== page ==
Somehow Christmas time always feels more magical when there’s snow about. As snowflakes drift down and stack against frozen panes, you sink deeper into the sofa to sleep off the lunchtime overindulgence. And as you sit there the world goes silent as a white blanket settles leaving the landscape an undulating mass of indistinct shapes. But while we’re all familiar with these beautiful six-pointed stars of ice, have you ever stopped to think about how they form? What are the chemical and physical processes that make a snowflake grow into the shape it is?

As it is, each and every tiny snowflake has a humble beginning – a microscopic seed. This can be a speck of dust or some other particle – organic or inorganic. So, as the air temperature falls, water vapour coalesces around this seed and the snowflake begins to grow. As the water molecules freeze around the seed they form a crystal with six-fold symmetry. This symmetry is an intrinsic property of ice crystals and is due to the way the water molecules stack when they freeze. As the ice crystal grows it retains this hexagonal structure and builds upon it. This gives it its flat, plate-like structure with the six pointed shape we know so well.

Oxygen atoms are in red while hydrogens are marked out by grey bars © Ken Libbrecht

The hexagonal crystal lattice gives the snowflake its underlying structure and from there it grows by a process known as faceting. As the ice crystal grows the ‘rough’ edges with the most ‘dangling’ bonds grow fastest until only the smoother facets – geometric faces of the crystals – remain. These then grow in a uniform manner and, on their own, would result in ice crystals that were hexagonal columns. The complex branching patterns that give snowflakes their unique and beautiful shapes is down to small imperfections appearing in the facets, which are then quickly amplified by the stacking of more and more molecules of water at these points.

One man who has certainly spent a lot of time considering the shape and structure of snowflakes is Ken Libbrecht, at Caltech in the US. Libbrecht, orginally an atomic- and astro-physicist, says he became fascinated by snowflakes when he first saw a morphology diagram of how different snowflake structures form at different temperatures. If, like me, you’ve been watching the BBC’s brilliant Frozen Planet series then you’ll already be familiar with some of his work: high defintion videos of snowflakes growing.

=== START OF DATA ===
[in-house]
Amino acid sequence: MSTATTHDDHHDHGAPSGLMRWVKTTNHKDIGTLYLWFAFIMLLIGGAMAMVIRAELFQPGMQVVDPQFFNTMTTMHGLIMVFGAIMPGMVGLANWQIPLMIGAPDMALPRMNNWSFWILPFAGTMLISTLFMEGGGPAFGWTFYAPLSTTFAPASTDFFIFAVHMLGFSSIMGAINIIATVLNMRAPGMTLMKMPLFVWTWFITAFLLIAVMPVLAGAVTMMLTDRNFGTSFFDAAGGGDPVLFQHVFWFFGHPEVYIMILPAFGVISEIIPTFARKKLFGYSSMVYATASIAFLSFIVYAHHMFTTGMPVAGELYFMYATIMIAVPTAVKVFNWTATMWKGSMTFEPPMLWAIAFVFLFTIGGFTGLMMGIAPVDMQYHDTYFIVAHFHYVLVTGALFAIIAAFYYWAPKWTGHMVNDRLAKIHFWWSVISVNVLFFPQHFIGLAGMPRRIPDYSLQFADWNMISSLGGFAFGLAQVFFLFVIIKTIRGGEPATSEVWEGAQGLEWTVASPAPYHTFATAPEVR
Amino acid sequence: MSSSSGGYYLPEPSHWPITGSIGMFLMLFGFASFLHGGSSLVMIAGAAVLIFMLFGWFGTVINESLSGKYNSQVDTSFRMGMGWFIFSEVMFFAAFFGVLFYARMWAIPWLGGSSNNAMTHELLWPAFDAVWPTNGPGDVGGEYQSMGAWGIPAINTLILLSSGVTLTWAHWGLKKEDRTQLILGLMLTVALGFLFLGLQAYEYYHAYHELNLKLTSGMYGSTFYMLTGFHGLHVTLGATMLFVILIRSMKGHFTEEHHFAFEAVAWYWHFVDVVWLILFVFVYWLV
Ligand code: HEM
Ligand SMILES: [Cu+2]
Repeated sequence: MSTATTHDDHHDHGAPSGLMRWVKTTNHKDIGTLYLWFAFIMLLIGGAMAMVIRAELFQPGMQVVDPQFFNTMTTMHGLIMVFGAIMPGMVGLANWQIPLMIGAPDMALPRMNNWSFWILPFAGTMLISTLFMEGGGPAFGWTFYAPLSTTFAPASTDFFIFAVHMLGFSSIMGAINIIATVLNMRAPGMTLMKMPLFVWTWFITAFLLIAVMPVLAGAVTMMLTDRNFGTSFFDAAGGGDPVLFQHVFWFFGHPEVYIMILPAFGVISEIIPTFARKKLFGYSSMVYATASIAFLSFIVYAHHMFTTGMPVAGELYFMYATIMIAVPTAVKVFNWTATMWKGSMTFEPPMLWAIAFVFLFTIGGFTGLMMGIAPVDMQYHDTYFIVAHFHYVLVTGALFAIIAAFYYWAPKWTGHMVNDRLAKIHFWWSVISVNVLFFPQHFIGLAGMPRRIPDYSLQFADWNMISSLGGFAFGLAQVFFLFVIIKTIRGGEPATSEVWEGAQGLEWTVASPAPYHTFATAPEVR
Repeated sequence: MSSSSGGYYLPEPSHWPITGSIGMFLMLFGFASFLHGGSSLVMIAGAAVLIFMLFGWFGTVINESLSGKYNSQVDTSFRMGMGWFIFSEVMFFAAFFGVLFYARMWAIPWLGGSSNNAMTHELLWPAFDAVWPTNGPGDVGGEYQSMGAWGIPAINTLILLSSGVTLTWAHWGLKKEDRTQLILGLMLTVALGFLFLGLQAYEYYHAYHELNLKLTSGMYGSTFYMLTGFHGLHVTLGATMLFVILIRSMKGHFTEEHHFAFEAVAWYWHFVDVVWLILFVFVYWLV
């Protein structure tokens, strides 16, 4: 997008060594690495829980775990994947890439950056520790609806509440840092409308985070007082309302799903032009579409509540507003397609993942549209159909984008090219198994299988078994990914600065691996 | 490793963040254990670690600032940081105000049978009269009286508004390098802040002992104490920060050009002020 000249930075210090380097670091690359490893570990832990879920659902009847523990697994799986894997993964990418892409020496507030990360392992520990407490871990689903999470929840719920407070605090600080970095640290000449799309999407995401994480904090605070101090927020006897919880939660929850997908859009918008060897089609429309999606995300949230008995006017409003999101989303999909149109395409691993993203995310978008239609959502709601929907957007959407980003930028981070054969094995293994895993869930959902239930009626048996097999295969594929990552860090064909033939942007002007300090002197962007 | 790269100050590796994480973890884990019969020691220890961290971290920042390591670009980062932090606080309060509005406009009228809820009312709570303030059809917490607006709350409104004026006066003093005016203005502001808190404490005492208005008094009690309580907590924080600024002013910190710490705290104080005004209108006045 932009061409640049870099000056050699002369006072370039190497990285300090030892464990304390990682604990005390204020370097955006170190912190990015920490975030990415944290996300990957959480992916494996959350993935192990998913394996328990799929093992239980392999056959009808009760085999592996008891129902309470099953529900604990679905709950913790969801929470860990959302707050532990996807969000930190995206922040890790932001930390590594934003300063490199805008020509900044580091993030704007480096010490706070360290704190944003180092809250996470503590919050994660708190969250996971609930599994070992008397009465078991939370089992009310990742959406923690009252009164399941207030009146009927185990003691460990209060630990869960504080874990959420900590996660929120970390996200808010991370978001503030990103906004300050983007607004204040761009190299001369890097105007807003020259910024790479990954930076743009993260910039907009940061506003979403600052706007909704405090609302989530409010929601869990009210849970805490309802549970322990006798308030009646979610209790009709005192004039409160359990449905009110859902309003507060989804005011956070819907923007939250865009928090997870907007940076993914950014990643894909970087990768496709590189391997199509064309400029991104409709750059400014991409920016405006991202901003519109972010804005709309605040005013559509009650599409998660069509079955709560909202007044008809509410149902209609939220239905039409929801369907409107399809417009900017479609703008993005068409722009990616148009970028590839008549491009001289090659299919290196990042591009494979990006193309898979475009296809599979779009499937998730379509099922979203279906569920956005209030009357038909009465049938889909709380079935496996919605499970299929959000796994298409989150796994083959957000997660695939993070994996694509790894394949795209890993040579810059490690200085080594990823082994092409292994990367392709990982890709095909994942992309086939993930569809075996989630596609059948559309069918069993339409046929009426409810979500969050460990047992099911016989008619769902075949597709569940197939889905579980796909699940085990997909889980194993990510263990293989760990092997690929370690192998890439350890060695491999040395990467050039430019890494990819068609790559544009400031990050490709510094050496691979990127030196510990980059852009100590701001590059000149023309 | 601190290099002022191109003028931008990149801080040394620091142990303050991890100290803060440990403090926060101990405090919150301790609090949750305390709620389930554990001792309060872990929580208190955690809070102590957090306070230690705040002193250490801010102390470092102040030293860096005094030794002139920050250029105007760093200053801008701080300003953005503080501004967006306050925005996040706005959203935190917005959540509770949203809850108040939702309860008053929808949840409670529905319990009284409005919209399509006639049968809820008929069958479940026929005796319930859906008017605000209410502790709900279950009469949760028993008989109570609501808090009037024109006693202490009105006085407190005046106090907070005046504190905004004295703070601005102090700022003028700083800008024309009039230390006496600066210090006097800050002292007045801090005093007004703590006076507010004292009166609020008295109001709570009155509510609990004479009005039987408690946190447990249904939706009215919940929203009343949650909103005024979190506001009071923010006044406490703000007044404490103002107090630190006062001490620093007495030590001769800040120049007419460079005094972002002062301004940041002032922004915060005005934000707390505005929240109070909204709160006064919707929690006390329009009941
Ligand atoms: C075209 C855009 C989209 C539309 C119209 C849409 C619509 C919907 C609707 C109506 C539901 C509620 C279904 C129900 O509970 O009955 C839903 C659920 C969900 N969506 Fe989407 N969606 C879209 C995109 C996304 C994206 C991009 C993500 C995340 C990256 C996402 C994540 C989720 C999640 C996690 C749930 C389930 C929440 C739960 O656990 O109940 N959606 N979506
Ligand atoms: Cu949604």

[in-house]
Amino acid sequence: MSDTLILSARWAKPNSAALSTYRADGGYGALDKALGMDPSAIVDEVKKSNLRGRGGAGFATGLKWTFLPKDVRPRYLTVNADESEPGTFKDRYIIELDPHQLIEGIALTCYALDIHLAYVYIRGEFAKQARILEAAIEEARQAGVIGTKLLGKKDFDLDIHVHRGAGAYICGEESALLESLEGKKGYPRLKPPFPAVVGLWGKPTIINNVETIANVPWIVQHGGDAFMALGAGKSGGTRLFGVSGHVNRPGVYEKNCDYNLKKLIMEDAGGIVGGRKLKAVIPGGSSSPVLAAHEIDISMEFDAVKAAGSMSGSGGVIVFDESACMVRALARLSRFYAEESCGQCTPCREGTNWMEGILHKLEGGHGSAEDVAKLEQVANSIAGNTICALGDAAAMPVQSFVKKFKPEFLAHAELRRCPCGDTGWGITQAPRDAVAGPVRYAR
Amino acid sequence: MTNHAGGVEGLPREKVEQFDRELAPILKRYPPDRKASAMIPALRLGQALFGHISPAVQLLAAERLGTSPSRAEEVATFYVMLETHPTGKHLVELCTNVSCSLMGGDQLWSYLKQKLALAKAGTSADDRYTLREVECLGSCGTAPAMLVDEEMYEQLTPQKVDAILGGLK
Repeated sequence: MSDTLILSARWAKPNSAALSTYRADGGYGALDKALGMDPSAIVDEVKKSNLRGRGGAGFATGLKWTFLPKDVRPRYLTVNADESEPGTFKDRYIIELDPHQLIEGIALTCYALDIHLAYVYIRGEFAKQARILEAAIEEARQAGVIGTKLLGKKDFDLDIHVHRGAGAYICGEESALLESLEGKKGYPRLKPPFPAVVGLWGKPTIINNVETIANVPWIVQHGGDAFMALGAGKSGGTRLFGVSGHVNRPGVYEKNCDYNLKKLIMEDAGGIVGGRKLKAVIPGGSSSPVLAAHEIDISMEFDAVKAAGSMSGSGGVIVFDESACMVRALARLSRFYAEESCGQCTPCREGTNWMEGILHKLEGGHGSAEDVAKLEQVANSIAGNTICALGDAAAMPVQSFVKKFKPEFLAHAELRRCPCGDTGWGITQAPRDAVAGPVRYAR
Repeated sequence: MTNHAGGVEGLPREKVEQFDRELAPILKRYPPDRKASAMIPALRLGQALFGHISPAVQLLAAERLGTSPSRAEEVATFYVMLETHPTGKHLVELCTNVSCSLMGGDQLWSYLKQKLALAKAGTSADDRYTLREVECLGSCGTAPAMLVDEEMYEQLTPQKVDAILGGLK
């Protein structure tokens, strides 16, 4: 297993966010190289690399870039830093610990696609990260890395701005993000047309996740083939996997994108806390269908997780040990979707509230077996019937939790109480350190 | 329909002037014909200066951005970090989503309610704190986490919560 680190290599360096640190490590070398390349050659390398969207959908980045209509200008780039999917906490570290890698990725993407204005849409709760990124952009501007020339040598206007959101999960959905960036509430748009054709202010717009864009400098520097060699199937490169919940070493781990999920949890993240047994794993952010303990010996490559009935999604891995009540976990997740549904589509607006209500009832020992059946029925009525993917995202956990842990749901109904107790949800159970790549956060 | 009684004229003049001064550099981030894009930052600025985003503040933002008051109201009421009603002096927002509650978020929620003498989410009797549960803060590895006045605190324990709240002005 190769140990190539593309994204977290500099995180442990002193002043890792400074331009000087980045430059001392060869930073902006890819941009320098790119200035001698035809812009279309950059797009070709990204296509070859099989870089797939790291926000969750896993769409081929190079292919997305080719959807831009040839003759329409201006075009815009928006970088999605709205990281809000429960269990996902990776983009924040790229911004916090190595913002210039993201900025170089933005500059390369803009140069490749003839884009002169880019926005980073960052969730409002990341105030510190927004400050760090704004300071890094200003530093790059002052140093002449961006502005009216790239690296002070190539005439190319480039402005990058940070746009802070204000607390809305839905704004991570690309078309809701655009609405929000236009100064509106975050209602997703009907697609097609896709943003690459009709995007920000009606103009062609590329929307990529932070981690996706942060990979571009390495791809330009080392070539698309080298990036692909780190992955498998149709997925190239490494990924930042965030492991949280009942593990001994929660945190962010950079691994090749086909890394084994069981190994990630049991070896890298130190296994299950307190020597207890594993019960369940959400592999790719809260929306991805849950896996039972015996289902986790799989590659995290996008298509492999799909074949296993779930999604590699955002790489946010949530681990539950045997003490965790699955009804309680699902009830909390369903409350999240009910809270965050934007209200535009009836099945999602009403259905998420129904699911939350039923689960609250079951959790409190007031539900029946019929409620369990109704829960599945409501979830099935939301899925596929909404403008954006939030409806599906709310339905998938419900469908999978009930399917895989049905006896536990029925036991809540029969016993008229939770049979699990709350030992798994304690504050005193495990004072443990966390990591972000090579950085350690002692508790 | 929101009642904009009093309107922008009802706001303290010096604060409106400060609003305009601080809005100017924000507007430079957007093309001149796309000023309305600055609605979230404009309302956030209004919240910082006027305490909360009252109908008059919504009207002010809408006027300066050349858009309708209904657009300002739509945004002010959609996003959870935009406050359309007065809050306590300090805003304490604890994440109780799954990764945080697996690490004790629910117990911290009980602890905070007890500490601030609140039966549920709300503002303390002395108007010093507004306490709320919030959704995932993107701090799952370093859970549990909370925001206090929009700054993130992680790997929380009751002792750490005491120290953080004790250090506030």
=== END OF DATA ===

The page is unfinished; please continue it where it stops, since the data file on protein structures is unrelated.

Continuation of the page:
Libbrecht says he got a call from the Frozen Planet team who told him that they wanted to use his videos of growing snowflakes on the programme. However, to date, Libbrecht hadn’t created any high quality videos. ‘Right before the BBC called it popped into my head that this is how to do [high definition videos], and when they called I said, “Great, I need a little money to do it”.’ Libbrecht went on to make a number of changes to his apparatus and produced the amazing videos that the Frozen Planet team were then able to model and superimpose on to the footage above.

© Ken Libbrecht

As a result of this collaboration with the BBC, Libbrecht says this set him off on exploring another phenomenon. As snowflakes grow – unlike other crystals – their edges actually get sharper. He thinks that this may be linked to surface melting, which occurs when an ice crystal warms to nearer to 0°C and the molecules near the surface become less tightly bound and the structure becomes more amorphous. At the sharp edge of the ice crystal there are fewer neighbouring molecules to stabilise the lattice in this region and surface melting increases, this leads to further growth of the crystal making them even sharper and so on. It’s a process of positive feedback that gives ice crystals their razor sharp edge, although why they grow faster as they get sharper is still something of a puzzle.

A growing ice crystal © Ken Libbrecht

However, Libbrecht says that building up a picture of this process will be extremely difficult. Ice crystals have a high vapour pressure so water molecules are coming and going at a prodigious rate. As the structure is in a constant state of flux it makes it very difficult to get an idea of what’s going on. He compares it with trying to take a clear picture in the midst of a hurricane. If you want to find out more about the fascinating world ice crystals and some experiments you can do then check out the Snow Crystals website.

And if all this talk of snow and ice has left you feeling distinctly chilly, then sit back and warm up by a real (virtual) log fire. Is there anything people won’t film and put on YouTube?

Patrick Walter

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